Every New Year’s Eve, Chief Schettino is not home celebrating with his family or friends like most of us.  Instead, he is out all hours of the night patrolling for offenders setting off illegal fireworks that threaten the safety and wellbeing of people, homes, pets and wildlife.

No thanks to a previous police chief, Schettino inherited an officer he could not terminate because the police union prohibited such action. Additionally, a serious sexual situation involving three officers occurred on Chief Schettino’s watch, but the chief is not the cause of why these officers behaved immorally and unprofessionally. These officers are responsible for their own despicable actions and should be held accountable!!

When teachers are abusive or inappropriate, they are fired, not the principal.  

It would have been far more productive and less costly to the taxpayers, if Chief Schettino had been given the courtesy to meet with the interim city manager to discuss and assess these problems, and to form an action plan for solutions.  This is fundamental in any quality improvement program. It appears that the city does not have such a program in place.

Forcing Chief Schettino to retire was a rush decision most likely heavily influenced by a couple of resentful, mean spirited and persuasive individuals with a personal vendetta. What a shame! How unfair to the chief and to the citizens of Marco Island.  

Linda J. Turner, Marco Island

Real estate influence

The turnaround on short-term rentals shows how strong the influence of Realtors and developers are on local governments.

It is obviously important for local officials to pay strict attention to Realtors and developers and to make sure they do everything possible to maximize their profits. They do not take into consideration the high price we paid for our homes in Naples and Marco Island. The investment we made in our residential properties should be protected and not left to the whimsy of an investor.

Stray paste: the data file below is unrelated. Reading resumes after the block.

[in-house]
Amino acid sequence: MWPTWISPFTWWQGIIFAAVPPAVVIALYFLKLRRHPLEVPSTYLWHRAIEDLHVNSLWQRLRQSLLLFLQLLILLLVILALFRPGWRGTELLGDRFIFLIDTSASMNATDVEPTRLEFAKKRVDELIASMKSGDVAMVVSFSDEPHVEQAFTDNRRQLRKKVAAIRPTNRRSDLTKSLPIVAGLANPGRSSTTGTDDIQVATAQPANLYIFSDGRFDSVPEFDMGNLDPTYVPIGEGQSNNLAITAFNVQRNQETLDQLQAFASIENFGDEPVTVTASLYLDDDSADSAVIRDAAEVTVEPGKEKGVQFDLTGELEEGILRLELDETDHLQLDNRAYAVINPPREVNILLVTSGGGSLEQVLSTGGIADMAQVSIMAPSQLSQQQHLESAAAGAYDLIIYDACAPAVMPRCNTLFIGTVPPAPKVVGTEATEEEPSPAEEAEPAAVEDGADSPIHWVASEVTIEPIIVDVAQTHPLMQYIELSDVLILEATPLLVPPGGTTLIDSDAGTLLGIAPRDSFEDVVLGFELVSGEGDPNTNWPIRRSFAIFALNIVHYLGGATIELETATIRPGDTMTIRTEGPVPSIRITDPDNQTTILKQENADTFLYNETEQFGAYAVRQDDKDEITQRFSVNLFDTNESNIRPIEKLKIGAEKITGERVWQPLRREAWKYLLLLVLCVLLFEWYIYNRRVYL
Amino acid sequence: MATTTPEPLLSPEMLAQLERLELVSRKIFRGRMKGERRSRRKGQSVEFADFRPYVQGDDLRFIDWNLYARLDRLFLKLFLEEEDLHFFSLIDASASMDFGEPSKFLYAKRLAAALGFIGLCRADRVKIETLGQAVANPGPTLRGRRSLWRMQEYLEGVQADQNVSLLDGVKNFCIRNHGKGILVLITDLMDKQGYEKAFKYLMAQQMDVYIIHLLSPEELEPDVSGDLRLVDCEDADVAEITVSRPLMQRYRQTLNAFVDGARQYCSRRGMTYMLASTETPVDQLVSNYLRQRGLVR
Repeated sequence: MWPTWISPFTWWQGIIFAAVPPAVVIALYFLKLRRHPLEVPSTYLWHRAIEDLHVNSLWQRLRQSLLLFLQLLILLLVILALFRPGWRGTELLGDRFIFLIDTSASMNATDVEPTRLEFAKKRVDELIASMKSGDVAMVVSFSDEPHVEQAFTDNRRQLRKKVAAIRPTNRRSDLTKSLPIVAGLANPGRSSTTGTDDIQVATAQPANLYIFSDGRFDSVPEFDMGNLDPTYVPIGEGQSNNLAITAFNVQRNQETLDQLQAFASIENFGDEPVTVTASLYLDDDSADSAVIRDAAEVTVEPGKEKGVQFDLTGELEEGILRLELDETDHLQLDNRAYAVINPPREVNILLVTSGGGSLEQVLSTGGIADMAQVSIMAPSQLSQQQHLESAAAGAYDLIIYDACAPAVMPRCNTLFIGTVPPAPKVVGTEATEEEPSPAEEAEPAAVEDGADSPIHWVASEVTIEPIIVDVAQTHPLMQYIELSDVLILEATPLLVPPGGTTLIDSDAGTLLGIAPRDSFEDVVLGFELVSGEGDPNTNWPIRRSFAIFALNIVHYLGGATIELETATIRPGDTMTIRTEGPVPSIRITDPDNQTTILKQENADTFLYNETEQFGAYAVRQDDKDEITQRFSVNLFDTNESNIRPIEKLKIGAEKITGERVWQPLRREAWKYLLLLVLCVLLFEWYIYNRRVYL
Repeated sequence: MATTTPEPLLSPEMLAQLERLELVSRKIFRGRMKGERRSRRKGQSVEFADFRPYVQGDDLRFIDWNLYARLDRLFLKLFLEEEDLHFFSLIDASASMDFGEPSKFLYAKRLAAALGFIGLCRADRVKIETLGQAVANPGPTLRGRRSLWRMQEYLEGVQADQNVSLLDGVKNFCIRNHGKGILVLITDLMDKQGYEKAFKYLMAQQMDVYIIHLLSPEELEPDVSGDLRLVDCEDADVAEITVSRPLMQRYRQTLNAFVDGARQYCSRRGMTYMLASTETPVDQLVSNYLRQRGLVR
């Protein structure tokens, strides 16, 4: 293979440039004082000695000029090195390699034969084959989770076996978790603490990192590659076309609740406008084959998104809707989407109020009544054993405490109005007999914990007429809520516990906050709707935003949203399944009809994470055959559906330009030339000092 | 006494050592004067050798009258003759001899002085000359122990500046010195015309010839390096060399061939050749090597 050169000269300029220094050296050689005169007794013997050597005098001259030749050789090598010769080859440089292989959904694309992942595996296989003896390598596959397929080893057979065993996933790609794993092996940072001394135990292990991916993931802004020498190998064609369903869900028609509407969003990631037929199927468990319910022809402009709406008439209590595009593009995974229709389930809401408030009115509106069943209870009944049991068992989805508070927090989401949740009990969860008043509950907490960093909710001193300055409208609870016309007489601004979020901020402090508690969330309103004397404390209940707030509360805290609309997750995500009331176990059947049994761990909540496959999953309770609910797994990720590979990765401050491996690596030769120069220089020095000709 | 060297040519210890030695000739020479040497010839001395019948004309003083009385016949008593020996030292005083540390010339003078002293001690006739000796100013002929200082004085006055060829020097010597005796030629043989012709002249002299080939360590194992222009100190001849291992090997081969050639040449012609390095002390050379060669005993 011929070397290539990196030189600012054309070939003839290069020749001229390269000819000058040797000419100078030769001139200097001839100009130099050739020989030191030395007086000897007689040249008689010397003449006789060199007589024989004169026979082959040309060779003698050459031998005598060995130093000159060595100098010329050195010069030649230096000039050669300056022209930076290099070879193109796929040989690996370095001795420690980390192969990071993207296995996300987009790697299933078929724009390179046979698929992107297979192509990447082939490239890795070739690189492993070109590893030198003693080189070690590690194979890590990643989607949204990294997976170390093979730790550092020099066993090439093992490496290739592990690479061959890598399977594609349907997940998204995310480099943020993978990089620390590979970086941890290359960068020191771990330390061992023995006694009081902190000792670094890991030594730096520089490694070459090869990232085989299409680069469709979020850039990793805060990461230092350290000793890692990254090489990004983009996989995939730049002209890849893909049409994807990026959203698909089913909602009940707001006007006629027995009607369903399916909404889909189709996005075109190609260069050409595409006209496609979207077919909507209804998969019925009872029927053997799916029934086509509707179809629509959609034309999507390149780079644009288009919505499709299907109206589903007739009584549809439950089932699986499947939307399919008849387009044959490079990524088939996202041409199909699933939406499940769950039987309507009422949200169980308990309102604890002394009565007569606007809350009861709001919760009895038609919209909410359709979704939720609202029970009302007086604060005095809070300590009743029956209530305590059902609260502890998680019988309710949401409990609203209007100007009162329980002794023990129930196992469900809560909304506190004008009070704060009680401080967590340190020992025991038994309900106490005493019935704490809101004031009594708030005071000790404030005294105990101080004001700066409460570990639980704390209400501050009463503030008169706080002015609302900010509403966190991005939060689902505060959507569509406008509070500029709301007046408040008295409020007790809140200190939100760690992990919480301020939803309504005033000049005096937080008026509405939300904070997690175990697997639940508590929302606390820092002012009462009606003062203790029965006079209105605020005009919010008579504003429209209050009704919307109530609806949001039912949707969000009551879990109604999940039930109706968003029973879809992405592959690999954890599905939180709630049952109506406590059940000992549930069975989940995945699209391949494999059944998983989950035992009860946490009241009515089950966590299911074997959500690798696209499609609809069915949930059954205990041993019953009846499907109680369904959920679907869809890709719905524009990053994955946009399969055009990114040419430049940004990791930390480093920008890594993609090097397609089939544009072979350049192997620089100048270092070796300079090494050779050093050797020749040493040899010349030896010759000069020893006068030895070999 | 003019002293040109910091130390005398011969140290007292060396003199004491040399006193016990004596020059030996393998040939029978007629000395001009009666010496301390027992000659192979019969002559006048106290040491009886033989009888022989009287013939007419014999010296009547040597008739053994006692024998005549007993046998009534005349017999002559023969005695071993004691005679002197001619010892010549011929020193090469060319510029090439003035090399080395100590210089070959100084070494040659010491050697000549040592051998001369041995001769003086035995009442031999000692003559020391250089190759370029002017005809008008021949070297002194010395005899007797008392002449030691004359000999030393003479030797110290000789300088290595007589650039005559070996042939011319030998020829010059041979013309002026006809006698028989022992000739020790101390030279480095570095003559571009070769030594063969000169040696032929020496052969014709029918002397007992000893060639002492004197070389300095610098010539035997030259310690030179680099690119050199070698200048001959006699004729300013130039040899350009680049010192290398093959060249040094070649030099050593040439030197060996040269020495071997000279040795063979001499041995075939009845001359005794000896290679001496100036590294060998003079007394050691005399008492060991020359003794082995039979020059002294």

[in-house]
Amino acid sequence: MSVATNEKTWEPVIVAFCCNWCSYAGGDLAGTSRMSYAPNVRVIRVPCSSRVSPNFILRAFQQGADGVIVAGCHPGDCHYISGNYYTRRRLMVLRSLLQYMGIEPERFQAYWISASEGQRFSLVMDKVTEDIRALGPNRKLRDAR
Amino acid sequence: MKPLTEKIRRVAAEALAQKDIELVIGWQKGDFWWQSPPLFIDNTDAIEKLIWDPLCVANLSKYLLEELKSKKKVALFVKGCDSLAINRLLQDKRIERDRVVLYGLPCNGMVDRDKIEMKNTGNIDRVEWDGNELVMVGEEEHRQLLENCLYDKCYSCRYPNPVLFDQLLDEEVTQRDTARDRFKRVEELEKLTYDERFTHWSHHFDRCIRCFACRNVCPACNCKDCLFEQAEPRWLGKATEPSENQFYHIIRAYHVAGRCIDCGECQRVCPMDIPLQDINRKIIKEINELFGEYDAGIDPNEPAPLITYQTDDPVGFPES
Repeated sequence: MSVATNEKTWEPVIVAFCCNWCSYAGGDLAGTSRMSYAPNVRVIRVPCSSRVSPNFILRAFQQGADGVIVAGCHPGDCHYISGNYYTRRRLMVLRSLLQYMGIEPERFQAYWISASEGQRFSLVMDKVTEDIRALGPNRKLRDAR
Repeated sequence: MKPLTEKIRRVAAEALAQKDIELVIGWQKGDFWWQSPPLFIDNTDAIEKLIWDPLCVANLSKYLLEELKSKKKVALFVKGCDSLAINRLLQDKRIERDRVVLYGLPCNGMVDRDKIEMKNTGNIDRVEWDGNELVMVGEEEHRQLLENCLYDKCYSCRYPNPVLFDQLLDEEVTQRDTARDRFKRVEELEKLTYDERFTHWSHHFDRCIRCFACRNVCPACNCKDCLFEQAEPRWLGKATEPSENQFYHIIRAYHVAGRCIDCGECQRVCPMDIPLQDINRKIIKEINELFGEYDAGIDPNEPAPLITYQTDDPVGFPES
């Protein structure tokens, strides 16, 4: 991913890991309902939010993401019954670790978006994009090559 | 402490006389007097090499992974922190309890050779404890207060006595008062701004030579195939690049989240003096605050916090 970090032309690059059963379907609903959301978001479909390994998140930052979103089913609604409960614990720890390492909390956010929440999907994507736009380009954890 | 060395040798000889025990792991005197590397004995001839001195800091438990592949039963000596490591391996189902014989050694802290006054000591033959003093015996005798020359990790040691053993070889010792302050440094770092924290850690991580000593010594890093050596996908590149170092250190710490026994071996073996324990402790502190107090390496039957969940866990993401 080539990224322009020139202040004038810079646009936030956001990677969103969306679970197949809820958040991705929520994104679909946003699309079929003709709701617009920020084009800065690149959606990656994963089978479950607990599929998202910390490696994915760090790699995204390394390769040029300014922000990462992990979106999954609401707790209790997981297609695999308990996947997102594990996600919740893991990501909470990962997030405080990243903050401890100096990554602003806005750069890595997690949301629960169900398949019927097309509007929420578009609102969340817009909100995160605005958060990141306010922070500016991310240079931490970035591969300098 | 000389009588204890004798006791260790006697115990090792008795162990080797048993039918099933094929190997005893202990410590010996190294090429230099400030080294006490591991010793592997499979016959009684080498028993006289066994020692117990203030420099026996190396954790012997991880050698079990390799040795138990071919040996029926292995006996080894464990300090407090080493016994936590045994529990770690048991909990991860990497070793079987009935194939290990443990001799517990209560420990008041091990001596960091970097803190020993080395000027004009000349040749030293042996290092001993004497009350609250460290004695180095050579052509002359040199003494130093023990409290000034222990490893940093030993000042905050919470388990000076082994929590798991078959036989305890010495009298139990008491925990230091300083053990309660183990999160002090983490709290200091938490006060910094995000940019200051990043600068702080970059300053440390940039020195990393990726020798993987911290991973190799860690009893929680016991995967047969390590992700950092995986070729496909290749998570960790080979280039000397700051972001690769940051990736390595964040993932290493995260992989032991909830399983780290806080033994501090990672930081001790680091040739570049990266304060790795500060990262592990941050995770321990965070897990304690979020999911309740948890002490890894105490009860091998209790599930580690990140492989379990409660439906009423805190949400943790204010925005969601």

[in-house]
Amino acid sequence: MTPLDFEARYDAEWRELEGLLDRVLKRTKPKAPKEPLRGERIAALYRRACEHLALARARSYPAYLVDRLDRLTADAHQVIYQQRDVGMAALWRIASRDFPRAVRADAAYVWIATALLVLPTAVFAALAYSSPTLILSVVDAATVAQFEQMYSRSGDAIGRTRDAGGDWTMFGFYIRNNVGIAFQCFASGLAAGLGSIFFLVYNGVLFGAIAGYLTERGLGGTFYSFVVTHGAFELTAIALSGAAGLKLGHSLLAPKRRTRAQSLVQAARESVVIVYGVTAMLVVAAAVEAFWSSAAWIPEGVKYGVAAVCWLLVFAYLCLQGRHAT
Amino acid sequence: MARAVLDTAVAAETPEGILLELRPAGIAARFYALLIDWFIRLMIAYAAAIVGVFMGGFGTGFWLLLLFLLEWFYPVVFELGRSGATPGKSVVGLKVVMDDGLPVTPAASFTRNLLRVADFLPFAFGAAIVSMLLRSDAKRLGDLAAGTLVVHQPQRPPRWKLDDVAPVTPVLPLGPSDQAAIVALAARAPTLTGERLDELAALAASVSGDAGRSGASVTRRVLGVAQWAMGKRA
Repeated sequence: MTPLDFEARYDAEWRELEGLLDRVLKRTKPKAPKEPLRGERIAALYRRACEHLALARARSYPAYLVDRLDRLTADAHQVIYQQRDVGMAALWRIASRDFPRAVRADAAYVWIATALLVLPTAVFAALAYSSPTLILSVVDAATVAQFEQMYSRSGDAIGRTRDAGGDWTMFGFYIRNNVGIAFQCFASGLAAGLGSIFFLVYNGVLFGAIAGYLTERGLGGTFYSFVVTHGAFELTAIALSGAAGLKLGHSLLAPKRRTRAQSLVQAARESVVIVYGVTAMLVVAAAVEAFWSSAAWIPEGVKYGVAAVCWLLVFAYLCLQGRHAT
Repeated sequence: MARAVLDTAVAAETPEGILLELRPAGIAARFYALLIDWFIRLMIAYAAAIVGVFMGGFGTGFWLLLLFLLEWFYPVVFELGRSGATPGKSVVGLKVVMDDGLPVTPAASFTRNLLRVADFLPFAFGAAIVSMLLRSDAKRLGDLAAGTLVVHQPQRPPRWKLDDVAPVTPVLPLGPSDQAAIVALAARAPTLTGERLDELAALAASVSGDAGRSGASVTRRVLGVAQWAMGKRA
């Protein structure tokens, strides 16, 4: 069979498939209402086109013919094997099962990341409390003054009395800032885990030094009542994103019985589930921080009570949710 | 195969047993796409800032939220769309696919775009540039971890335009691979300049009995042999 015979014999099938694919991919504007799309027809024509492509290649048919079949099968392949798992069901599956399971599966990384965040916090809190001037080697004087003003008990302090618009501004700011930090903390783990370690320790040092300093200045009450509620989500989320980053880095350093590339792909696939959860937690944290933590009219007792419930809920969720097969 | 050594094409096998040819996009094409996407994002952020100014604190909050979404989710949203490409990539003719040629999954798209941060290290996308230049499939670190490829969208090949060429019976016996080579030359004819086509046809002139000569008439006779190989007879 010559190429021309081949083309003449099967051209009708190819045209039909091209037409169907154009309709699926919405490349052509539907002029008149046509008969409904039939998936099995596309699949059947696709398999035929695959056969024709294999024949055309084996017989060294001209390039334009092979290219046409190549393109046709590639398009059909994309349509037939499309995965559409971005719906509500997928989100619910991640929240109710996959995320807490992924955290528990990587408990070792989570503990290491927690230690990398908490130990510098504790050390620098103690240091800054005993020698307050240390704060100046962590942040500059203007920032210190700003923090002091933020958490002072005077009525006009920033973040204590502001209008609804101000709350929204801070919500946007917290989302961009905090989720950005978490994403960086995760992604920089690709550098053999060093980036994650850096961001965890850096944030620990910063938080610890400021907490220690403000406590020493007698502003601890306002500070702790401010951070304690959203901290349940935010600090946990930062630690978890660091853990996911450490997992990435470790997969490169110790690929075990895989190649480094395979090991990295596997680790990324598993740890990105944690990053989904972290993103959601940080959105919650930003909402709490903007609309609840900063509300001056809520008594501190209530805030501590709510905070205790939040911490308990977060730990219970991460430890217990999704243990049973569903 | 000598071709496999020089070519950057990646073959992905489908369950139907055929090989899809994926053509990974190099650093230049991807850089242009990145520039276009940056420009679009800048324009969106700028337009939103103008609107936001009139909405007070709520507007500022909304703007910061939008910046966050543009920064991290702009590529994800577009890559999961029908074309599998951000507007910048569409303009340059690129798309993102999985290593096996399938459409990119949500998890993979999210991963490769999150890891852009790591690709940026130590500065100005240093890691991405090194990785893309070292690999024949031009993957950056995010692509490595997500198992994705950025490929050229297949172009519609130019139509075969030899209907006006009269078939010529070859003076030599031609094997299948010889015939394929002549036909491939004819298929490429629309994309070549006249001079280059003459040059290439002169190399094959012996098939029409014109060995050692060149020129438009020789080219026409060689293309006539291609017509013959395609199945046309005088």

Tony Riviezzo, Marco Island

Kindness taught in schools

(Last month) I visited Collier County Public Schools classrooms where teachers and school counselors had initiated and implemented kindness programs. These programs were created by the teachers and were not part of Florida standards or any other state's academic standards.

In one such program, each student wrote a kind message to another classmate selected by the teacher. Each student wrote one and received one kind personal message. This was an everyday event.

We can teach all of our kids the enjoyment ofbeing kind. Our world is too important and “wecannot permit hatred to win.” Let’s ensure

that this is taught everywhere: at home from birth, in schools from kindergarten through 12th grade, through two to four years of college and then forever more. World peace. It is possible.

Irv Povlow, Marco Island

Marijuana for treatment

With each passing day, we hear and read more about the healthful effects of marijuana use. We're told marijuana can help address problems with anxiety, addiction, Alzheimer's, AIDS/HIV, arthritis, depression, insomnia, PTSD, stress and even dull otherwise intractable pain from cancer and other incurable diseases better than any current medications.

I've even read how marijuana use can help people lose considerable weight.

In light of all these revelations, what are we waiting for? Why would we continue to treat patients with addictive opioids for pain complaints and with dangerous benzodiazepines for anxiety relief and insomnia when we have marijuana that can address both concerns more effectively? Isn't this the cure we've all been waiting for?

Imagine finally ending our opioid epidemic and our endless war on drugs by turning to one purportedly healthy alternative. Imagine converting all of our methadone and suboxone clinics into healthy marijuana dispensaries. Imagine all of these things coming true and how America would radically change as a result. Well, I guess for now, they're just wild imaginings.

As for marijuana being used as a weight-loss remedy: Heroin, crack and methamphetamines also do the trick, but I wouldn't recommend using them, at least not without a prescription.

Lance McCormack, Marco Island

Felons’ right to vote

It was exciting to see that some 65 percent or so of voting Floridians decided it was time to throw off one of the last vestiges of Jim Crow and announce loud and clear that those people who paid their debts to society by being incarcerated for 10, 15, 20 or more years had now earned the right to have their constitutional right to vote restored.

But wait! Not so fast, said a small group of purposeful elected officials with politics in mind; they have determined that maybe they know better then the voters. It seems democracy be damned, they are determined to stop or slow this process of popular democracyas much as they can. Why the ballot question

in the first place if the overwhelming decision of the people will not be followed? I think the residents of this state should take a very hard look at what is transpiring here and keep that knowledge in mind come the next election.

Philip Kingston, East Naples